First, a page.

While I’m sure the measure makes sense, the problem is that it appears shockingly drastic to the casual reader. As a means to help people wean themselves off fossil fuel cars, the document suggests more, cheaper public transport and state-backed interest free loans for people in rural areas to buy electric vehicles (along with congestion charges in Dublin). Again, this sounds commendable but it doesn’t seem to be making an argument to people why it needs to happen merely telling them why it has to be done.
In this context, it’s perhaps unfortunate that FoE waits until after it sets out the 12 steps before making the most important point in terms of getting the measures accepted and adopted by the general populace.
In a section headlined “3 Steps for a cultural transformation”, FoE proposes banning fossil fuel advertising and promoting sustainable diets but the most important of the three is undoubtedly the call for a public information campaign. FoE says the government should “develop and launch a comprehensive long-term government information campaign on climate and energy, as we have done on road safety and smoking over decades”.
This, to me, is the truly vital measure for any government if it is to have any chance of gaining the consent of the people of Ireland to adopting the 12 steps required for effective climate action. Without greater awareness, any policy will be viewed as an isolated diktat enforced on one particular group, serving only to nurse and reinforce grievances against the wider strategy of combating climate change.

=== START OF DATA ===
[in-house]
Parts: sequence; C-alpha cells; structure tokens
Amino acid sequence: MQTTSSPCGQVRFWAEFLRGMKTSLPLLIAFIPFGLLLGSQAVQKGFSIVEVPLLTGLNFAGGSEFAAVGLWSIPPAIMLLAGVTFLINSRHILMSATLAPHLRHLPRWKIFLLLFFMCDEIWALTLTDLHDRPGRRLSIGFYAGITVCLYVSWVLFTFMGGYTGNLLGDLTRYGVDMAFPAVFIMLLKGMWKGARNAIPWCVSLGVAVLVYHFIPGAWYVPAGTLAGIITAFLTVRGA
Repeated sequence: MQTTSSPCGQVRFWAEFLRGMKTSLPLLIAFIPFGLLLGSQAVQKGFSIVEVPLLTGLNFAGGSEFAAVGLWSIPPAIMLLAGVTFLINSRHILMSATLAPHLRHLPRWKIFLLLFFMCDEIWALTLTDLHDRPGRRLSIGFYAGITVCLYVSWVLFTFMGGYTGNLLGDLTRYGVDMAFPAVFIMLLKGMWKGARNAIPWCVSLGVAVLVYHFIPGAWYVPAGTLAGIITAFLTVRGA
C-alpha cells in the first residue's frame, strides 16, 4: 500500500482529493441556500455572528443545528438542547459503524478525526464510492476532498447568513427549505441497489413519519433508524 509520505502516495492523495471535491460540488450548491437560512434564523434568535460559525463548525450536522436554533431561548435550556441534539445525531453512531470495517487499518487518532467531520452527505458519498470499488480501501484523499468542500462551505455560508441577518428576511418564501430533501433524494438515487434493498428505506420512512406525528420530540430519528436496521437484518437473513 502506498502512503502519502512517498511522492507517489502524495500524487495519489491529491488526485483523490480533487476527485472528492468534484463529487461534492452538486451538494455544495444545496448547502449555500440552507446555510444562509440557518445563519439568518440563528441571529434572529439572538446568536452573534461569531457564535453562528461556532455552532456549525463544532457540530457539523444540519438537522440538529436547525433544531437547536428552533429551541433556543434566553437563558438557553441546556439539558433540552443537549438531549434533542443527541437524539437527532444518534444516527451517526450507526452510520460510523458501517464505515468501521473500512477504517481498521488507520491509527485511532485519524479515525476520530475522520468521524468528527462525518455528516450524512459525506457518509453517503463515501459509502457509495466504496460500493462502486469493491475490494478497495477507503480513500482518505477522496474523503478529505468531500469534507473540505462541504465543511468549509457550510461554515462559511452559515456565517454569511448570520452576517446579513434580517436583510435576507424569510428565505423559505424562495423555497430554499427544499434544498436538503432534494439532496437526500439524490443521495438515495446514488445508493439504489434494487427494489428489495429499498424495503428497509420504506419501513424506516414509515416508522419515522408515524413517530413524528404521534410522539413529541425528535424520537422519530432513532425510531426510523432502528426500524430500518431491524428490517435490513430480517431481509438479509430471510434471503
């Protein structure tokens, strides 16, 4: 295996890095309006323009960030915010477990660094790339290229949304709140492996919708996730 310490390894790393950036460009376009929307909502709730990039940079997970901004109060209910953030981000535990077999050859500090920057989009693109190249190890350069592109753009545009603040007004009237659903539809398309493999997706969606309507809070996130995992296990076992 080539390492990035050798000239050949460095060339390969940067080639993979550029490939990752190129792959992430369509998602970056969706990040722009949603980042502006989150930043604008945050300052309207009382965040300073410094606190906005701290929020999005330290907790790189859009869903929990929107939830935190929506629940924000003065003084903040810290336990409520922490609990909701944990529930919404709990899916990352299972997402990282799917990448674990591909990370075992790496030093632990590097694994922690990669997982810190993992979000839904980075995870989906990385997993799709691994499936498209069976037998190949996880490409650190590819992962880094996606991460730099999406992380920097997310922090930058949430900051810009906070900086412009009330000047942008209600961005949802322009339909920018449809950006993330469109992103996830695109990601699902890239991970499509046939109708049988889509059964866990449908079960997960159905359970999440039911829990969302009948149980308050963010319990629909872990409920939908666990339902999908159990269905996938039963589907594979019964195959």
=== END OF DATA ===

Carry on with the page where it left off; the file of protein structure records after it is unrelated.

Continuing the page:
An effective public information campaign is designed to involve and engage all citizens. It is incredible, in the literal meaning of that word, that a public information campaign about the climate crisis has not been run in Ireland (and many other countries) to date.
As FoE notes, there have been several very successful public information campaigns in the past, in areas such as road safety and smoking. It is shocking that the climate crisis is being ignored when it represents such an existential threat to us all.
That lack of engagement with the public and the unwillingness to have an honest discussion with the populace over what the country has to do to combat climate change is a terrible abdication of political responsibility and merely delays the inevitable. Worse still, the longer the government leaves it, the more likely it will have to impose those measures rather than agree them.
The people deserve more. They deserve to be better-informed and to have a greater awareness of the climate crisis. It’s a failure of government that so many of them don’t. The situation is not irredeemable but something needs to be done quickly. FoE should be making the argument for a public awareness campaign as loudly as possible. It’s disappointing that what is, to a large extent, the most effective climate action measure is so far down the list of priorities. It shouldn’t be considered a bold measure but, unfortunately, it is. That tells us everything we need to know about the situation we find ourselves in. It's time to do something about it.